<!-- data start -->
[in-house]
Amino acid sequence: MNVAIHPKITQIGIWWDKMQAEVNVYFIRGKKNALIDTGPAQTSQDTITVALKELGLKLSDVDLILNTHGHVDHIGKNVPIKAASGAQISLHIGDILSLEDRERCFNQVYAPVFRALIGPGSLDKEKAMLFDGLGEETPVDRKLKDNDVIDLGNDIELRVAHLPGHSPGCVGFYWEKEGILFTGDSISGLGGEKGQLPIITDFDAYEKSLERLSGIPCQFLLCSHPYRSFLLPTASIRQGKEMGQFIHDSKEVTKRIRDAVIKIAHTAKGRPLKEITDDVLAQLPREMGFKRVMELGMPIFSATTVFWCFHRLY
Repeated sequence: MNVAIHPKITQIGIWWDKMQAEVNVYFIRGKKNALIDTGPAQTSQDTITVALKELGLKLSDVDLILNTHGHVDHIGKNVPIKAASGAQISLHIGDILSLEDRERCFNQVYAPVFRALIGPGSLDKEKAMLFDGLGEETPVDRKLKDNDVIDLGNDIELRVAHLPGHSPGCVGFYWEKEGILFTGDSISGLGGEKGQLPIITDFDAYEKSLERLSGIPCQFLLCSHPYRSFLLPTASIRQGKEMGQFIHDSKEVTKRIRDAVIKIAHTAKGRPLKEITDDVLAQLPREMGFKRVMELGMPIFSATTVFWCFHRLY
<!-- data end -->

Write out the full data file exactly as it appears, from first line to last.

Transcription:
[in-house]
Amino acid sequence: MNVAIHPKITQIGIWWDKMQAEVNVYFIRGKKNALIDTGPAQTSQDTITVALKELGLKLSDVDLILNTHGHVDHIGKNVPIKAASGAQISLHIGDILSLEDRERCFNQVYAPVFRALIGPGSLDKEKAMLFDGLGEETPVDRKLKDNDVIDLGNDIELRVAHLPGHSPGCVGFYWEKEGILFTGDSISGLGGEKGQLPIITDFDAYEKSLERLSGIPCQFLLCSHPYRSFLLPTASIRQGKEMGQFIHDSKEVTKRIRDAVIKIAHTAKGRPLKEITDDVLAQLPREMGFKRVMELGMPIFSATTVFWCFHRLY
Repeated sequence: MNVAIHPKITQIGIWWDKMQAEVNVYFIRGKKNALIDTGPAQTSQDTITVALKELGLKLSDVDLILNTHGHVDHIGKNVPIKAASGAQISLHIGDILSLEDRERCFNQVYAPVFRALIGPGSLDKEKAMLFDGLGEETPVDRKLKDNDVIDLGNDIELRVAHLPGHSPGCVGFYWEKEGILFTGDSISGLGGEKGQLPIITDFDAYEKSLERLSGIPCQFLLCSHPYRSFLLPTASIRQGKEMGQFIHDSKEVTKRIRDAVIKIAHTAKGRPLKEITDDVLAQLPREMGFKRVMELGMPIFSATTVFWCFHRLY